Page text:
Electronic exchange:  They also developed an electronic exchange.  “Not all markets have this but we feel like this is a way to make trades most efficient,” she said.  “It was very important to growers that trades be anonymous.  There was a lot of concern about data privacy and identity with respect to other people knowing who is trading and who is not and being able to influence that behavior, so we have a web-based platform, and we have something called blind algorithmic matching.”

Pilot testing: It’s important to test the markets; they are complex, and no matter how much time is spent designing it, it’s probably going to go differently it’s rolled out.  “We’ve learned an enormous amount from testing it,” she said.  “We’ve had two different rounds and it allows us to evaluate what’s working, what’s not working and to adapt and improve it.”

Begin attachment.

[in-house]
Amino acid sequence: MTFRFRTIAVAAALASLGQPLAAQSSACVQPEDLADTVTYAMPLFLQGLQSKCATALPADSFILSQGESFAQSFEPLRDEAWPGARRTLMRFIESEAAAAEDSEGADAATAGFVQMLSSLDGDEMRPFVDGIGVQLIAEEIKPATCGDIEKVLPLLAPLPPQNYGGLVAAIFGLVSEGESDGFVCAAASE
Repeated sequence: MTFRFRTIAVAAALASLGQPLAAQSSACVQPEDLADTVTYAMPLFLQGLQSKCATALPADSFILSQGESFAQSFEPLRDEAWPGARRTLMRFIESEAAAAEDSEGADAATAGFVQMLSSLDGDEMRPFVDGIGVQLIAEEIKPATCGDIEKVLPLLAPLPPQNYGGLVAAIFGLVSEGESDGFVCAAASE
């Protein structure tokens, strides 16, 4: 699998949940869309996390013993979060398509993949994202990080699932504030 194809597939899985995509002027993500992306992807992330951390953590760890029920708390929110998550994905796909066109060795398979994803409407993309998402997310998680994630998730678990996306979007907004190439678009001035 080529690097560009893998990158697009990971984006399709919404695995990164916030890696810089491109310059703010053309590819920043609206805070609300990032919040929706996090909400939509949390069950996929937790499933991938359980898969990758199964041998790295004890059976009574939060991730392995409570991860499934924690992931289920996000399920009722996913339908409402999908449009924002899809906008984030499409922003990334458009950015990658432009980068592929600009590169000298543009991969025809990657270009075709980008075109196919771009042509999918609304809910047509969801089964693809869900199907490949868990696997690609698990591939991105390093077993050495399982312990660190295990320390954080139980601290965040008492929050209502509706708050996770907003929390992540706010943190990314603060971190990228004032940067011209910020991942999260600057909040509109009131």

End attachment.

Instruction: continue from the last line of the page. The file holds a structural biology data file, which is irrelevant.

The goals for this market revolve around flexibility and incentivizing water conservation and developed in the spirit of starting small and simply and building over time.

In the beginning, this groundwater market was limited to growers only, so no municipal interests could trade, and you must be growing in the basins,” Ms. Heard said.  “A third party can’t trade, but The Nature Conservancy can trade because we are a grower, not because we are an environmental interest. Temporary trades only are allowed, and that’s because if you allow for permanent trades, there is a decent risk of conversion from agriculture to development because of a certainty of supply, so the growers and TNC were very supportive of doing annual trades.”